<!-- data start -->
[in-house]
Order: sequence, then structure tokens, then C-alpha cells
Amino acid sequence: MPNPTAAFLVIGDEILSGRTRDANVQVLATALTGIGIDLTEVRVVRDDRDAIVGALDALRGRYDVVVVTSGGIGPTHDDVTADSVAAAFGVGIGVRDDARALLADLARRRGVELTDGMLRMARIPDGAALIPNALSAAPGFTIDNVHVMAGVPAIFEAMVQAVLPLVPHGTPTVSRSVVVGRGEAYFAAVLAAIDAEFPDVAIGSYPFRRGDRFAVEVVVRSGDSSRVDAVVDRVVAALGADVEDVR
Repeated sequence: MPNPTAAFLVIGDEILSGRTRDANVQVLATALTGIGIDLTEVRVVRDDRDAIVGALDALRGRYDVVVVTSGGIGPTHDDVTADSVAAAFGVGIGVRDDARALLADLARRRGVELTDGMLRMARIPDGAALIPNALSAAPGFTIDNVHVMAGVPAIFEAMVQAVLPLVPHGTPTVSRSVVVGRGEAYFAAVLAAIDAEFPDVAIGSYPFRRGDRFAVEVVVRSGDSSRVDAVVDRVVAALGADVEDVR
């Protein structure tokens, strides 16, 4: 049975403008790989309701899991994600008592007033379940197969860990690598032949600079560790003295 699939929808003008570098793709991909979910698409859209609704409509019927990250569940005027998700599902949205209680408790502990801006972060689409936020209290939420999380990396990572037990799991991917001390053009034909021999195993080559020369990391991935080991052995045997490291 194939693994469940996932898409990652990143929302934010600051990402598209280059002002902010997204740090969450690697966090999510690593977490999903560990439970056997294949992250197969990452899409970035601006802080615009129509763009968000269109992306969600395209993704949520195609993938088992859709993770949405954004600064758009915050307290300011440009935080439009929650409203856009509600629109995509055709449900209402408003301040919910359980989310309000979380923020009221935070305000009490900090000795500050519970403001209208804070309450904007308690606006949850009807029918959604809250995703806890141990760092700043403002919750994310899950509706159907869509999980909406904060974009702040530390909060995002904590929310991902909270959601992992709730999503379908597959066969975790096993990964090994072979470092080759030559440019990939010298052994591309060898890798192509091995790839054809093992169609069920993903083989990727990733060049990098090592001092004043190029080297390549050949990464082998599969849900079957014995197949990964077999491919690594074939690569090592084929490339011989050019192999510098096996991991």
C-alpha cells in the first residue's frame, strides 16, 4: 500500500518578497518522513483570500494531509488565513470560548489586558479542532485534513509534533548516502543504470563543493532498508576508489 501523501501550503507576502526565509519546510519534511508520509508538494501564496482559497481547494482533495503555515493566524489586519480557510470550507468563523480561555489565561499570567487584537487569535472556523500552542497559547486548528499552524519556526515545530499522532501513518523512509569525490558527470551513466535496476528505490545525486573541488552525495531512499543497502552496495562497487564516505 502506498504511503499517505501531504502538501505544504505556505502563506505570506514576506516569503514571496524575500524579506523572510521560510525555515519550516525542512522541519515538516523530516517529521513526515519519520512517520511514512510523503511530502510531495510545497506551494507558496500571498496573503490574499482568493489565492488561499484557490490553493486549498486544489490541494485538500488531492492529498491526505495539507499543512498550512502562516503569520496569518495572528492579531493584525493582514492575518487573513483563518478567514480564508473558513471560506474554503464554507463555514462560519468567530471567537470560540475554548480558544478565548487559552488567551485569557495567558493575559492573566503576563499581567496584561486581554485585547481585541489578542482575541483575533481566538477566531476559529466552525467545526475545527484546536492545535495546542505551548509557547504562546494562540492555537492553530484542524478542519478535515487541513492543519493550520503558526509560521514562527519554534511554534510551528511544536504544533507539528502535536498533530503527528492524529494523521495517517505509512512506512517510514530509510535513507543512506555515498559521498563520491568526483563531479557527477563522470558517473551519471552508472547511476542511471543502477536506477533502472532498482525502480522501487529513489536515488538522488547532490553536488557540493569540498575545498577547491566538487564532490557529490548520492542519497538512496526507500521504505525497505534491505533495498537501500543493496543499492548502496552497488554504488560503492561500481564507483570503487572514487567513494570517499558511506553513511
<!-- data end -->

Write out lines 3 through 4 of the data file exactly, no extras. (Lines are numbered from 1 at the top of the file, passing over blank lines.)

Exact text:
Amino acid sequence: MPNPTAAFLVIGDEILSGRTRDANVQVLATALTGIGIDLTEVRVVRDDRDAIVGALDALRGRYDVVVVTSGGIGPTHDDVTADSVAAAFGVGIGVRDDARALLADLARRRGVELTDGMLRMARIPDGAALIPNALSAAPGFTIDNVHVMAGVPAIFEAMVQAVLPLVPHGTPTVSRSVVVGRGEAYFAAVLAAIDAEFPDVAIGSYPFRRGDRFAVEVVVRSGDSSRVDAVVDRVVAALGADVEDVR
Repeated sequence: MPNPTAAFLVIGDEILSGRTRDANVQVLATALTGIGIDLTEVRVVRDDRDAIVGALDALRGRYDVVVVTSGGIGPTHDDVTADSVAAAFGVGIGVRDDARALLADLARRRGVELTDGMLRMARIPDGAALIPNALSAAPGFTIDNVHVMAGVPAIFEAMVQAVLPLVPHGTPTVSRSVVVGRGEAYFAAVLAAIDAEFPDVAIGSYPFRRGDRFAVEVVVRSGDSSRVDAVVDRVVAALGADVEDVR